This Day in History: June 26th
This Day In History: June 26, 1284
Although there are many variants of the Pied Piper story, the most familiar one is the fairy tale told by the Brothers Grimm. The basic story goes that the town of Hamelin is infested by rats, so they hire a rat catcher to come and take care of the problem. The guy’s a total weirdo dressed in multi-colored clothes who has a really strange modus operandi. After agreeing upon a fee with the townsfolk, the rat catcher coaxes the rodents from their hiding places by playing a pipe. He leads the entranced vermin to the Weser River where they willingly meet a watery death. Problem solved.
The people of Hamelin are stoked that the rats are history, but for some reason they decide to screw the rat catcher out of his fee, which proves to be a Very Bad Idea. On June 26, 1284, the Feast Day of Sts. John and Paul (nobody cares about George and Ringo apparently… ;-)) the Pied Piper comes back to town. He exacts his revenge on the cheapo citizens of Hamelin by once again playing his pipe. But this time he hypnotized all 130 children of the village who follow him out to the mountains, never to be seen again. Harsh.
So, what really happened in Hamelin? Did a piper really make off with all the kids?
It’s impossible to piece together exactly what happened because there are no contemporary sources describing the incident. There was a stained glass window placed in the Church of Hamelin in 1300 that commemorated the event, but even that was destroyed by 1600.
We’re told the window depicted a man in colorful clothing playing a pipe surrounded by children clad in white. There wasn’t a rat in sight. The piper as rat catcher didn’t enter the story until the 1550s, when various wandering rat catcher legends from all over Europe influenced the Hamelin tale. By medieval times and beyond, rat catchers were heroic figures, and rightly so considering the squalor of most contemporary towns and villages, so sinister undertones were highly unlikely.
So what’s the most likely fate of those 130 children from Hamelin? It most likely wasn’t the plague, as something like the Black Death would have stricken the adults in the town as well as the children, and spread across the area like wildfire. There’s no evidence of the Great Death, as it was known at the time, occurring in the region in 1284, and an event of such importance surely would have been recorded. The peak of the plague in Europe would not occur for another 65 years.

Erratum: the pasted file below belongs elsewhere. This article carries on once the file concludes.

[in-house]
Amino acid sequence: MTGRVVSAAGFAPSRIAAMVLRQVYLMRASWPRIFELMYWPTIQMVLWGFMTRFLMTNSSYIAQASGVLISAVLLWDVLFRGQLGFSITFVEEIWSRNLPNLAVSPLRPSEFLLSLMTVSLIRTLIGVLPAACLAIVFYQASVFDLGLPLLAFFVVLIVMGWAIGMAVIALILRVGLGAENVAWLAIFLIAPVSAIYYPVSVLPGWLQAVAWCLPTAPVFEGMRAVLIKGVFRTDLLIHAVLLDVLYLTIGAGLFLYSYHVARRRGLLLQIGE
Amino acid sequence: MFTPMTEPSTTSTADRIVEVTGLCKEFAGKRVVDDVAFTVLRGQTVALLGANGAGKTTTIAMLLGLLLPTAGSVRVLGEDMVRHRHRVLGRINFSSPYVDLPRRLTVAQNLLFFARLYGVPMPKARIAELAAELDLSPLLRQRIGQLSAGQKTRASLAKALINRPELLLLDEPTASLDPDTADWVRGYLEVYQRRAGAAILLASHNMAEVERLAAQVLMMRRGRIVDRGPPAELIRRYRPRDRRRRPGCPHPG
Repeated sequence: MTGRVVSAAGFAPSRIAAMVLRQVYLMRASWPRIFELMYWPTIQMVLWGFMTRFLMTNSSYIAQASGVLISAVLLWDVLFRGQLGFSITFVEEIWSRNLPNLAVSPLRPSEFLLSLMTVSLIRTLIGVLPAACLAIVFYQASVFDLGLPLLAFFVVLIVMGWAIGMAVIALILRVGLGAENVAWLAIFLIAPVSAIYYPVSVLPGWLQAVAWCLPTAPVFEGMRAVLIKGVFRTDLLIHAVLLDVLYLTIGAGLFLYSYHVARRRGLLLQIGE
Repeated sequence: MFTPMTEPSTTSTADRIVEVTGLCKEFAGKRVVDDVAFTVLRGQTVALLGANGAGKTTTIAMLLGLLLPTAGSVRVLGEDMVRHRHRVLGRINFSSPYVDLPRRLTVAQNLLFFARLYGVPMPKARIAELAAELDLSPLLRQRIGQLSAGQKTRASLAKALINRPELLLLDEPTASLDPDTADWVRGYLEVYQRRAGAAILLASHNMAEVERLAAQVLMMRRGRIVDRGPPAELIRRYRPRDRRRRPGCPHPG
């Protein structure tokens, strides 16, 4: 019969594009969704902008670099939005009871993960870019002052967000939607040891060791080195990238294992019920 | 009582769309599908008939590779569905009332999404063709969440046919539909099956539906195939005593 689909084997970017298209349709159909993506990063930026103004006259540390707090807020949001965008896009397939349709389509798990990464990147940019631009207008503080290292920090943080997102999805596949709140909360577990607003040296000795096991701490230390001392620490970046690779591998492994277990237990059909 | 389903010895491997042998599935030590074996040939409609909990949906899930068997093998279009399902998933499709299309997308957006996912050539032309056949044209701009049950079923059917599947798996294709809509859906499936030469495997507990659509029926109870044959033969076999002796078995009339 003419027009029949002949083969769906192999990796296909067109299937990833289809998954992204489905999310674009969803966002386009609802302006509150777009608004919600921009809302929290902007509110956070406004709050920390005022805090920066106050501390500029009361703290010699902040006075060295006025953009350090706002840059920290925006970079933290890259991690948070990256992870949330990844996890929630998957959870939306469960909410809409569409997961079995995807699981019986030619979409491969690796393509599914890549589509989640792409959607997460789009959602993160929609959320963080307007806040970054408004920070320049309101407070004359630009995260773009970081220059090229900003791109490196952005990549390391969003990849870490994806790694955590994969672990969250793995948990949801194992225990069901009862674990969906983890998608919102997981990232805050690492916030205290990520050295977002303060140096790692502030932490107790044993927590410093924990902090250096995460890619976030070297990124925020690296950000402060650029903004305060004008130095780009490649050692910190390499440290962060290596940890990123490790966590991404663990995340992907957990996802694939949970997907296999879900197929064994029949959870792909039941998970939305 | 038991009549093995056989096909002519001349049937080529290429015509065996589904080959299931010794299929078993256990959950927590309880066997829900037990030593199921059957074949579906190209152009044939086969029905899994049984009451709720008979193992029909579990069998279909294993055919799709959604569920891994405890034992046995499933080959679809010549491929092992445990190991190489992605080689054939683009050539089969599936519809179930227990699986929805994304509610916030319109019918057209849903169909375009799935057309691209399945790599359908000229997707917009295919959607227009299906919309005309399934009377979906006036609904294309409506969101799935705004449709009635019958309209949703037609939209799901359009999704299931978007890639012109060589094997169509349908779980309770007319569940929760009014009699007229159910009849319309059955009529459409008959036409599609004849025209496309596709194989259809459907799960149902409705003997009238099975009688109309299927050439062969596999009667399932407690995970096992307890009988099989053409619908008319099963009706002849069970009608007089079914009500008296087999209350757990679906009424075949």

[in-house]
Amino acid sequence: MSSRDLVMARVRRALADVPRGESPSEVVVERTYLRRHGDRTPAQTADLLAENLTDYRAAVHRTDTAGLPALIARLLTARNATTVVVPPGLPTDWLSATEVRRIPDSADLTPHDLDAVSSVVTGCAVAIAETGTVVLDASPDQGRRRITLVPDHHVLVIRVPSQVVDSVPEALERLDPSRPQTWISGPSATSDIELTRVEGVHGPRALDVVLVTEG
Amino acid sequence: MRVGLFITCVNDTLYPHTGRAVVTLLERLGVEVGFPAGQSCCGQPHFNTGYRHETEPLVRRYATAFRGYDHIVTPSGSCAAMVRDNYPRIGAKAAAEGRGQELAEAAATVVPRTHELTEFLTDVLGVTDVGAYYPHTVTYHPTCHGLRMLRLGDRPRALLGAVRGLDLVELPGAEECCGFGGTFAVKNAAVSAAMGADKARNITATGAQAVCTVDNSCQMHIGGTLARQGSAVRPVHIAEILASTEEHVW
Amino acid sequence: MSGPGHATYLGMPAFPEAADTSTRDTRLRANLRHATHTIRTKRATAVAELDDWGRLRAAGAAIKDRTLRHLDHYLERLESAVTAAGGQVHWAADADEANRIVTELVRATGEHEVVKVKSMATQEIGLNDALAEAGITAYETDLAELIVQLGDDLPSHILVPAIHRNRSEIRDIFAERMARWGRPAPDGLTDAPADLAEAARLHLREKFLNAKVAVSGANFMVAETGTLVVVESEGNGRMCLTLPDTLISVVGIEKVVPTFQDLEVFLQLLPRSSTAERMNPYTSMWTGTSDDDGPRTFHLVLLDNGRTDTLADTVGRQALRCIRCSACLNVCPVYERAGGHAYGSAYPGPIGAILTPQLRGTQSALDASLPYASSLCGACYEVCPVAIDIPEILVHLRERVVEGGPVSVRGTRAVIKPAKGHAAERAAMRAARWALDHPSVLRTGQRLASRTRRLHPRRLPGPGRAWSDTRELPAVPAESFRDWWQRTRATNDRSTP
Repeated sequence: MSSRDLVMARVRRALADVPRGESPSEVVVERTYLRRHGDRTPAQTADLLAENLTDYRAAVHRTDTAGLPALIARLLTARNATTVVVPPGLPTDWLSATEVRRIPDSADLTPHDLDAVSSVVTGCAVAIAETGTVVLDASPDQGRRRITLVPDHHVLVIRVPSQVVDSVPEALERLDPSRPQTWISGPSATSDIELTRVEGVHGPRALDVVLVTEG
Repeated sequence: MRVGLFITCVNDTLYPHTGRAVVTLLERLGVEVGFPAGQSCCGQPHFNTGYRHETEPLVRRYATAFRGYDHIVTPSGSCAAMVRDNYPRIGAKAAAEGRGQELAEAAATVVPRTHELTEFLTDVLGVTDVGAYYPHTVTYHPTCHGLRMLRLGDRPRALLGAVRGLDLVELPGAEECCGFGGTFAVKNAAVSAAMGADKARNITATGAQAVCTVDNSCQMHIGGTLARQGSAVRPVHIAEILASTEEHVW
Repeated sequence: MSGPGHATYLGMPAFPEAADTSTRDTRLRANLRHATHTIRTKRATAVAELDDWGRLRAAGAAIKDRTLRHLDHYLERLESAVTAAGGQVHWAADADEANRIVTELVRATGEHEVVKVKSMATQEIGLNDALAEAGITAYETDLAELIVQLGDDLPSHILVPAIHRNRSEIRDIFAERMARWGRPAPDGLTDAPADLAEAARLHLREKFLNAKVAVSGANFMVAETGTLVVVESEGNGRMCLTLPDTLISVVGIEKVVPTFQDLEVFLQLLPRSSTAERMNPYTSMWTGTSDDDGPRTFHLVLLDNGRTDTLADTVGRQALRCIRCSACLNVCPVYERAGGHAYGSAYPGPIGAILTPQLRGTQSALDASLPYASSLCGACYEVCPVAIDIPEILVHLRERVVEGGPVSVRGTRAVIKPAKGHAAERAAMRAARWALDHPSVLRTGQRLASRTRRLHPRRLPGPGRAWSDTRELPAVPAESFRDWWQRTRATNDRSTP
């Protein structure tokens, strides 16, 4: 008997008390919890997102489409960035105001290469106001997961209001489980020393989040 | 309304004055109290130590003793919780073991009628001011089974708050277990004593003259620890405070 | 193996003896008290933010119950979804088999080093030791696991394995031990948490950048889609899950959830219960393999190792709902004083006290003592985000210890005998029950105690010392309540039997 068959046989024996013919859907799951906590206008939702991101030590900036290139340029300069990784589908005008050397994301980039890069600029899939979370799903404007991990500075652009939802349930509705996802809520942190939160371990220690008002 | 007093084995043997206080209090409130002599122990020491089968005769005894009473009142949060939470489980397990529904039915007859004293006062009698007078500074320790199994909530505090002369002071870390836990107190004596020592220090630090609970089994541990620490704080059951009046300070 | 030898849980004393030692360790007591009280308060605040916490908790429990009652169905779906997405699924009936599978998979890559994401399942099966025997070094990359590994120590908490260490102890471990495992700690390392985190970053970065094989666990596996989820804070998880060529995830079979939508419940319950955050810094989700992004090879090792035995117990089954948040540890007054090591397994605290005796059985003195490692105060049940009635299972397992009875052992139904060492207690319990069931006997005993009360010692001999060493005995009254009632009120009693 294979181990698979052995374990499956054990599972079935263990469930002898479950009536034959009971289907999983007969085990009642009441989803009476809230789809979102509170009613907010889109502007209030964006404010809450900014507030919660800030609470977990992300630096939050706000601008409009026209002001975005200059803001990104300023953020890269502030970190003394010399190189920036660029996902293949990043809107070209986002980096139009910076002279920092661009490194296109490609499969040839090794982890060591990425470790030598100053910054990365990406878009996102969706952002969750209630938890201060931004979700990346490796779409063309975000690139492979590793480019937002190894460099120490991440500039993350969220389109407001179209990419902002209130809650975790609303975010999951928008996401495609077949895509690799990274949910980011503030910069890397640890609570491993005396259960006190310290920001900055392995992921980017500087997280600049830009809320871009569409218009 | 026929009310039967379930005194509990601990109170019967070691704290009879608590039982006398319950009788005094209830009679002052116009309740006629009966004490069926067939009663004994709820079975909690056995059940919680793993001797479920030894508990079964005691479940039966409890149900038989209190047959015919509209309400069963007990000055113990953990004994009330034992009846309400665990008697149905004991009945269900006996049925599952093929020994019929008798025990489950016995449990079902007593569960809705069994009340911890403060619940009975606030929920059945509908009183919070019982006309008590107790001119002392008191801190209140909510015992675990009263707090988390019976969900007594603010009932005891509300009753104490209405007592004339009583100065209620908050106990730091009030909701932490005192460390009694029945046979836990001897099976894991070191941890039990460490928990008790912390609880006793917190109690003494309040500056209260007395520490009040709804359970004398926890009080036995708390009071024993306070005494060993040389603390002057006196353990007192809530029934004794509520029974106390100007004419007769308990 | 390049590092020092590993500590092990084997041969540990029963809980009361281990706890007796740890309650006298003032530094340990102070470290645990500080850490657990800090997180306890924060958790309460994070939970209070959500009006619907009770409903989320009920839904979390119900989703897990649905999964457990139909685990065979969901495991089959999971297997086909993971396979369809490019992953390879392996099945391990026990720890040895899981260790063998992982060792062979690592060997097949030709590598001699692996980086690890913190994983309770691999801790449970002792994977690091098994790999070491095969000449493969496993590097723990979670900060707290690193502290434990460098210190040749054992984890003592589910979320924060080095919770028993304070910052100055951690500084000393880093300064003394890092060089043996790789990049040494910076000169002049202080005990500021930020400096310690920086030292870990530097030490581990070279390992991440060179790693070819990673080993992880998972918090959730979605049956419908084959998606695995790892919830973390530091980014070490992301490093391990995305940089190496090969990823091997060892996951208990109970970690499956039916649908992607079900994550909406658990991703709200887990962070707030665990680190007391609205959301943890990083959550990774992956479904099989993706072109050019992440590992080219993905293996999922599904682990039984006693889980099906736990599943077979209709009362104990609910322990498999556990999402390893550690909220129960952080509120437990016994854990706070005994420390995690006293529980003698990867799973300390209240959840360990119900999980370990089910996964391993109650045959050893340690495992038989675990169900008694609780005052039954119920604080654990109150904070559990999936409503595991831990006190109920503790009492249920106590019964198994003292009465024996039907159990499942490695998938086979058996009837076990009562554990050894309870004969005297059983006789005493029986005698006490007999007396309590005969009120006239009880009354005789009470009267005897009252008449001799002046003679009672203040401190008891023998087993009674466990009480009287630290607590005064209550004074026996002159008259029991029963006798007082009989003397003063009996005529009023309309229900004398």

Some contend that the children left Hamelin to take part in a military campaign or a Children’s Crusade to the Holy Land. In this scenario, the piper would be acting as their recruiter or leader. But again, there is no contemporary record of any such event.
The theory that most scholars support is that the children may not have been actual kids but citizens of Hamelin, and the word “children” was used allegorically, or the children were older teenagers who left Hamelin willingly to colonize new villages, especially in Eastern Europe. This practice was called Ostsiedlung, and several towns and cities are believed to have been founded in this manner by young people from Hamelin during medieval times. The piper would be leading the colonists to their new settlement.
The town of Hamelin certainly agrees, as evidenced by this posing on its website:
Among the various interpretations, reference to the colonization of East Europe starting from Low Germany is the most plausible one: The ‘Children of Hameln’ would have been in those days citizens willing to emigrate being recruited by landowners to settle in Moravia, East Prussia, Pomerania or in the Teutonic Land. It is assumed that in past times all people of a town were referred to as ‘children of the town’ or ‘town children’ as is frequently done today. The ‘Legend of the children’s Exodus’ was later connected to the ‘Legend of expelling the rats’. This most certainly refers to the rat plagues being a great threat in the medieval milling town and the more or less successful professional rat catchers.
So, the bottom line is we’ll never know for sure, but the most likely explanation is pretty yawn-inducing when compared to the sinister connotations inherent in the old fairytale.
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